• Front Foot.  This 40 degree/across the body position of the front foot as it grounds is critical. Because of the anatomical structure of the hip, this foot alignment forces the hips to stop turning when facing the throwing direction, establishing the Hip Block.  Pointing the front foot in the throwing direction is a common error and coaching misconception. It allows the hips to turn too far and energy can’t be transmitted to the upper body effectively.
    • The Rear Foot. As delivery is initiated, the back foot should be directed about 90 degrees from the direction of the throw. This enables the hips to turn properly.
    • Foot Spacing.  The feet should be spaced so that when weight is completely on the rear foot, the front leg is extended, nearly straight. This optimizes lengthening of the implement’s path.

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Lengthening the Path of the Implement.  When throwing, we are trying to produce the greatest possible positive changes in velocity and momentum of the implement. To allow this, we try to maximize the length of the implement’s path during delivery. The farther the implement travels while still in the hand, the more time is available to accelerate it.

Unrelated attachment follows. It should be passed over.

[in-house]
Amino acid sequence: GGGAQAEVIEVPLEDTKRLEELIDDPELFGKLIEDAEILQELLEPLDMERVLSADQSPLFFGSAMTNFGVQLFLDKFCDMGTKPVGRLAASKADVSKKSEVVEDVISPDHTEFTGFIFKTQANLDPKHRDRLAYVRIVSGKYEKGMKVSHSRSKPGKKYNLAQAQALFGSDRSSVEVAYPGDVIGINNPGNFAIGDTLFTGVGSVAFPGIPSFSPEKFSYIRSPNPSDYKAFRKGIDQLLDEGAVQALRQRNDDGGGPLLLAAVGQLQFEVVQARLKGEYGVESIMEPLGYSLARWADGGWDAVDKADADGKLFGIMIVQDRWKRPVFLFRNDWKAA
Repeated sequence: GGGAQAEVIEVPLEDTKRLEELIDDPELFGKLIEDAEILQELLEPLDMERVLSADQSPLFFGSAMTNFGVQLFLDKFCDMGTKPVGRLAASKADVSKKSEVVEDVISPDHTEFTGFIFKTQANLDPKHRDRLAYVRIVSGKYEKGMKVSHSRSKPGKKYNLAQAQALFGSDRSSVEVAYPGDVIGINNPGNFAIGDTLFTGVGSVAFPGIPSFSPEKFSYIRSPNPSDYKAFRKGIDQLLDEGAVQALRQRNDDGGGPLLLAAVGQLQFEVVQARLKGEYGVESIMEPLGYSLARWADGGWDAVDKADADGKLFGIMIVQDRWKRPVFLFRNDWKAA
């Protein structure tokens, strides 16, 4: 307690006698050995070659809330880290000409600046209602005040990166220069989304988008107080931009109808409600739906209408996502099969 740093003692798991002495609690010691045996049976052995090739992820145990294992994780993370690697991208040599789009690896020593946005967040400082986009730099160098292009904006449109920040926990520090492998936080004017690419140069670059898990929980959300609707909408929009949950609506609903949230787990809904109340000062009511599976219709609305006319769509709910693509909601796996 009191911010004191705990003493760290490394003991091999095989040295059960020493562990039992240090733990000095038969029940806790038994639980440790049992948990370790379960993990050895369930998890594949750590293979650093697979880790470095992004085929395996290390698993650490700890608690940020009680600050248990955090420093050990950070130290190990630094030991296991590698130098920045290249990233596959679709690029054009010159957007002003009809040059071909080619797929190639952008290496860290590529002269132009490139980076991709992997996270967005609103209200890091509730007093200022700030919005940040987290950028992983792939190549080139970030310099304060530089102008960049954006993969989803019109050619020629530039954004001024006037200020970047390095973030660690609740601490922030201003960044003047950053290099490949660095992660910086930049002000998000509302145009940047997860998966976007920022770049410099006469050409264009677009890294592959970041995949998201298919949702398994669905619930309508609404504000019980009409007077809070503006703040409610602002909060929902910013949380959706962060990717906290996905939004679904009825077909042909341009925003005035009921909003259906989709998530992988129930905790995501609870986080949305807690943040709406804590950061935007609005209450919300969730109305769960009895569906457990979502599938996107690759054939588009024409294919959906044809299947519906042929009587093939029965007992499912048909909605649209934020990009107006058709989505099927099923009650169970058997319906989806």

• Lengthening the Implements Path – Weight Transfer.  During the delivery, bodyweight is transferred from the back foot to the front foot, increasing the length of the implement’s path. This weight transfer must be complete.
  • Lengthening the Implement’s Path – Closed Hips.   During the delivery, we wish to lengthen not only the linear path of the implement, but also the rotational path of the implement. For this reason, we begin the throw with the hips closed. Closed hips mean that as delivery begins, the hips are directed away from the throwing direction. These closed positions provide a greater angle through which the hips may turn before reaching their final position, and thus a longer time of force application.
  • Technical Points – Lengthening the Implement’s Path.  Technical teaching points regarding the length of the implement’s path center about teaching proper weight distribution and proper hip alignment. Each delivery must begin with all bodyweight on the rear foot, and finish with all bodyweight on the front foot. Our teaching and tapping progressions are designed simply to assure this proper weight distribution at all times. The shot put and discus events show hips directed about 90 degrees from the throwing direction when the delivery begins, while the javelin shows hips at 45 degrees.

Force Production. When we look at force production in the throws, we are concerned with three processes. These are weight transfer, turning, and liftingdiscus thrower.

  • Weight Transfer.   The transfer of weight we mentioned in the throwing events increases force production by lengthening the implement’s path and accelerating the implement directly.